A resistor will most likely be needed at the base lead of a transistor if the transistor will be used as a switch. The formla below is a special formula that is used only if the supply voltage is the same as the voltage being applied to the base lead of the transistor

Resistance = LoadCurrent x LoadResistance x Hfe(transistor rated)

When there is a coil, or inductance in a circuit, there is a possibility of getting current in the reverse direction when the coil is switched off (current is released from that load). A diode is a device that can insure that a current in the reverse direction does not affect the surrounding components. The diode in this video clip is a 1N4001 signal diode rated at 1 amp. The circuit in this case is .2 amps.

The pin of the microcontroller is connected to a transistor that will switch on the current that will fire the coil of the relay so the relay can switch on. The pin of the microcontroller has a resistor to the base lead of the transistor.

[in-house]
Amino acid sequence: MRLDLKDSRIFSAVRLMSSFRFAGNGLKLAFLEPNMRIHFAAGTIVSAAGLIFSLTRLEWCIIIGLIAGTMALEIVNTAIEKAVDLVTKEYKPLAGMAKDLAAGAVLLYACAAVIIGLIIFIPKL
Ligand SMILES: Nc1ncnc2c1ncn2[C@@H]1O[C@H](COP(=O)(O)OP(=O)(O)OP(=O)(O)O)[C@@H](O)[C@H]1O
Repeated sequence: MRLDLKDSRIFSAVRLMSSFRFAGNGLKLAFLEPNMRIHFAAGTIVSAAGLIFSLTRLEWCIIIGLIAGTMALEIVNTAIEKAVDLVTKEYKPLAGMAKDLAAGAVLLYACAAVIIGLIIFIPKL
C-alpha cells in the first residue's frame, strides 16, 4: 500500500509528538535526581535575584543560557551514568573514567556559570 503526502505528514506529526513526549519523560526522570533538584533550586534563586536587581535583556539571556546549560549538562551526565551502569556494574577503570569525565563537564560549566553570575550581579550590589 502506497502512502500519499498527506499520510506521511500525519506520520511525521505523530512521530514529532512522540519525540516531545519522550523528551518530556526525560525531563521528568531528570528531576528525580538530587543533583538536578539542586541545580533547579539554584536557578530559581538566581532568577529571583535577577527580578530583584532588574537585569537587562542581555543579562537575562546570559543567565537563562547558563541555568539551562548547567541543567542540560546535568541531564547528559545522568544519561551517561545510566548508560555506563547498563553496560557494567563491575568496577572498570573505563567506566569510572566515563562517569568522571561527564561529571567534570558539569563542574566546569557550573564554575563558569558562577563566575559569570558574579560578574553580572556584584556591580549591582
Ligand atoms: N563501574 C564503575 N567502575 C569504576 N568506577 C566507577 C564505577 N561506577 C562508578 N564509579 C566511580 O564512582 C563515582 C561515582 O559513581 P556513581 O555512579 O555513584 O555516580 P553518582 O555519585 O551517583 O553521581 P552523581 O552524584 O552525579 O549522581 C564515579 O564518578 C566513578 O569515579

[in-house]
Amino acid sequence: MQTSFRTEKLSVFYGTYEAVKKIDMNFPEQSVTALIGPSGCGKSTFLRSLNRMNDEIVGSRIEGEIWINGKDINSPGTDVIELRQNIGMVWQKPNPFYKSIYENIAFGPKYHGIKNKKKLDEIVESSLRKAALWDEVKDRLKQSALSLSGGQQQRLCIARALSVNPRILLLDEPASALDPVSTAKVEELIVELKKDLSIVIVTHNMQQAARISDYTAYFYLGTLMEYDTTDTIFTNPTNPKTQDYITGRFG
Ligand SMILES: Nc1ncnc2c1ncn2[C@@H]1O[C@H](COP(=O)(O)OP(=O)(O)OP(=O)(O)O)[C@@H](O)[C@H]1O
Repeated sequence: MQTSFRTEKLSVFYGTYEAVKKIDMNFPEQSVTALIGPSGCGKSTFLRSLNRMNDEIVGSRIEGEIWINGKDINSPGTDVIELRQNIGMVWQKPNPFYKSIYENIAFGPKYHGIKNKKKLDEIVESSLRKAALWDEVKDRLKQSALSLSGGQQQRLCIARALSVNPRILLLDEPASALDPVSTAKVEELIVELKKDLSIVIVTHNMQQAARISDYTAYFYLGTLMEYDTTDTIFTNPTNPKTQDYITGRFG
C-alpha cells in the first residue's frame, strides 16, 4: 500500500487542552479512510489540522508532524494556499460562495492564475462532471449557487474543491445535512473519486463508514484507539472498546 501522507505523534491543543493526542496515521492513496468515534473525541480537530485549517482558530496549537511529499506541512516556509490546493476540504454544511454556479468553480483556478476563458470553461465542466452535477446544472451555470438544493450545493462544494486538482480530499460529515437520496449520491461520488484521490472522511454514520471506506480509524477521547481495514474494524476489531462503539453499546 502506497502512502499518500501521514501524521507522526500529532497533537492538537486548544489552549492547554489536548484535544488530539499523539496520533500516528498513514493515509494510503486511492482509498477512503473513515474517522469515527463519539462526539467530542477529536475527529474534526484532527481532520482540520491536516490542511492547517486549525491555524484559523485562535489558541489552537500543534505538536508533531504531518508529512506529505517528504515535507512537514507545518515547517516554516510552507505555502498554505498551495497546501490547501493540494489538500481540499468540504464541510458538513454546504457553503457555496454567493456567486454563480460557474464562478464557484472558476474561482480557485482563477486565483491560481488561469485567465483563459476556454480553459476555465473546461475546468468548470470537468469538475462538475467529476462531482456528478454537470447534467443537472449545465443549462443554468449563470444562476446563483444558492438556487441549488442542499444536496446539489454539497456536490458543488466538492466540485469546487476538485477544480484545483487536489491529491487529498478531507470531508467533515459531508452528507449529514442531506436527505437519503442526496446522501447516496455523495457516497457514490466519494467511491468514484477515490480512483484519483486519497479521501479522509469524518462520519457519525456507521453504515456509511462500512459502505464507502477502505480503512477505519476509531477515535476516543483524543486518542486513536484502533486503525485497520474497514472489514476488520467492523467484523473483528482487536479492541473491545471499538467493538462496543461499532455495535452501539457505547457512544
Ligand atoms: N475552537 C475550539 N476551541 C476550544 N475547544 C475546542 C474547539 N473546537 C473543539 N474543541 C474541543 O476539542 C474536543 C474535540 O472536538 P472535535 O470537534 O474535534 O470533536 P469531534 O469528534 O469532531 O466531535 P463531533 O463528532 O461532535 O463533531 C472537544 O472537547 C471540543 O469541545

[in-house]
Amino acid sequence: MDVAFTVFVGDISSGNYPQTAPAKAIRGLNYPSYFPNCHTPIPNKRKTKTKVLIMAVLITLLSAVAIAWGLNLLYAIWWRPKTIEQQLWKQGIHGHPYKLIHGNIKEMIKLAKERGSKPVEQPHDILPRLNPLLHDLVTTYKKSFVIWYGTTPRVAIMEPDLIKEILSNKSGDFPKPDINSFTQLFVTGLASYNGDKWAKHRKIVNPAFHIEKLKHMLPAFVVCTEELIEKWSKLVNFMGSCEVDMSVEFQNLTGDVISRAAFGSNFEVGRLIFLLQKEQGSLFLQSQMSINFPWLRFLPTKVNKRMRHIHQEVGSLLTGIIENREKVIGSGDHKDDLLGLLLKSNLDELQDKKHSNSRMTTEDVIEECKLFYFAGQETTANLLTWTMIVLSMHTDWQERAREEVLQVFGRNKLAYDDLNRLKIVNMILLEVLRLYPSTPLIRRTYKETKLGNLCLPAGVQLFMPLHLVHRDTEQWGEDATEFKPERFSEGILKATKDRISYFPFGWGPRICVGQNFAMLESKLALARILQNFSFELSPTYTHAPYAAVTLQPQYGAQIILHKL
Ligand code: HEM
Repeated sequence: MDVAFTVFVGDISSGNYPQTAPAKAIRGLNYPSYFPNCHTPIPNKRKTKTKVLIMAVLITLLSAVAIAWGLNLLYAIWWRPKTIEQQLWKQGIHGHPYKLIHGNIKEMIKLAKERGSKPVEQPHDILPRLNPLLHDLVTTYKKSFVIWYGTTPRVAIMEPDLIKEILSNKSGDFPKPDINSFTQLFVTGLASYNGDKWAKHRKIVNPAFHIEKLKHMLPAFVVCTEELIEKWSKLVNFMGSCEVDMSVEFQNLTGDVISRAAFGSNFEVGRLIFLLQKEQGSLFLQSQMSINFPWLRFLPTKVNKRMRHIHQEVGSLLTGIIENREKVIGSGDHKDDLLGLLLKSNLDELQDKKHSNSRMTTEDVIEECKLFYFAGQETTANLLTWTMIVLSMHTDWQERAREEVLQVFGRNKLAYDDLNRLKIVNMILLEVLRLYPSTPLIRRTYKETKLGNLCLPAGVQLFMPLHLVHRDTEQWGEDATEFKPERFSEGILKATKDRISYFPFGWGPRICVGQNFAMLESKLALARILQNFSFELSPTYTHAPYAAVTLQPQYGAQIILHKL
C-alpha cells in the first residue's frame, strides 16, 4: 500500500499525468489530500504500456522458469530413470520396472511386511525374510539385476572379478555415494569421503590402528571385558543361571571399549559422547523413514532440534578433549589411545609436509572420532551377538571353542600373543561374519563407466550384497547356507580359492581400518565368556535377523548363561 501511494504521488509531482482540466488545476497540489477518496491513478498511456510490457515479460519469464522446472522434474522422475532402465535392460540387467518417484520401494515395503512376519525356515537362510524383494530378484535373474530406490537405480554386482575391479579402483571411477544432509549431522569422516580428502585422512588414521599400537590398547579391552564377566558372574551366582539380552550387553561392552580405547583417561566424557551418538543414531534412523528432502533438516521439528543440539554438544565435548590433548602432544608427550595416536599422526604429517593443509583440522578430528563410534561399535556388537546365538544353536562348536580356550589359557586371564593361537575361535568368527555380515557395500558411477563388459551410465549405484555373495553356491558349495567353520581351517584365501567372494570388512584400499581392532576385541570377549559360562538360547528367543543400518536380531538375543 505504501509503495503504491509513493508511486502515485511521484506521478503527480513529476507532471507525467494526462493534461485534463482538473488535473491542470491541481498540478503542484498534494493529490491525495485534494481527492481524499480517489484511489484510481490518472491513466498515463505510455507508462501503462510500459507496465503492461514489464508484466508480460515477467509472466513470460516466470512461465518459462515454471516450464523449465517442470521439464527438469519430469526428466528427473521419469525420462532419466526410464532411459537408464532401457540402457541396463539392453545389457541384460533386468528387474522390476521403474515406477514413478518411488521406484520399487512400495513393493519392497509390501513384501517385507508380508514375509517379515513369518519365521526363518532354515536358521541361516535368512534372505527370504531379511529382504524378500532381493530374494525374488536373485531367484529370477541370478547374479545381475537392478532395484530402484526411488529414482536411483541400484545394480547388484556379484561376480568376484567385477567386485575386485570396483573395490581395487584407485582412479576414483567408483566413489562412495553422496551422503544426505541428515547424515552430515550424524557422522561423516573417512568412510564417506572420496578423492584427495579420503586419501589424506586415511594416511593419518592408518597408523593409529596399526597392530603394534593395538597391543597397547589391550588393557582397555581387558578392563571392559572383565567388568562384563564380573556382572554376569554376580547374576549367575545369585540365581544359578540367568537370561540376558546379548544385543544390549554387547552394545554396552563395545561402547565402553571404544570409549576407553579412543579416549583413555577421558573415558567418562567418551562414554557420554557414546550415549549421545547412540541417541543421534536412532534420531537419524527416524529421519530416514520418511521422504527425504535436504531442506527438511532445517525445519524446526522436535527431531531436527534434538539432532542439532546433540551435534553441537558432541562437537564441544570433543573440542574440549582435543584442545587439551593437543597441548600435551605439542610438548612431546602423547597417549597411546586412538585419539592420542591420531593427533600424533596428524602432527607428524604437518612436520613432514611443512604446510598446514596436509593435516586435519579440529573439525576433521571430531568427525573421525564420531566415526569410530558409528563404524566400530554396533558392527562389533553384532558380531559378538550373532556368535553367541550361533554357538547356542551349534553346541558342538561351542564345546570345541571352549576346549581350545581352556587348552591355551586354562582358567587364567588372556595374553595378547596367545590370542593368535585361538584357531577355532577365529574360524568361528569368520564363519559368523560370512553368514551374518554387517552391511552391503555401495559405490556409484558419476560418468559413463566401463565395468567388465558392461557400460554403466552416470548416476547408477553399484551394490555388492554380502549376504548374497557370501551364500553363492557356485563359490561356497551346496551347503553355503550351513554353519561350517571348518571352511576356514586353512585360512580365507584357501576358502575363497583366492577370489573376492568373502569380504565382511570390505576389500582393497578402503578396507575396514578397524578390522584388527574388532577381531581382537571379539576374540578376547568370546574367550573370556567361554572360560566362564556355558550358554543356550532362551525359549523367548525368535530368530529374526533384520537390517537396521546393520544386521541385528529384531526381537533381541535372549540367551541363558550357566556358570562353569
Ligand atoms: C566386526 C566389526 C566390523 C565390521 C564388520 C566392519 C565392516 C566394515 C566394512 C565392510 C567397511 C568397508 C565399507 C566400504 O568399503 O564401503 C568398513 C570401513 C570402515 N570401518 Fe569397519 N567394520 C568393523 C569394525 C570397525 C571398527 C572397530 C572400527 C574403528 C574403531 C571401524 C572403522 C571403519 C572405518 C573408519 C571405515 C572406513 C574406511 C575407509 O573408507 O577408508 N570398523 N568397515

A protection diode is connected to the two leads of the relay coil to protect the transistor from a current spike from the relay coil. The diode is a signal diode 1N4001.

This is a test of the pressure switch circuit with the relay connected to the microcontroller via the transistor.

The pin of the microcontroller is connected to a transistor that will switch on the current that will fire the coil of the relay so the relay can switch on. The pin of the microcontroller has a resistor to the base lead of the transistor.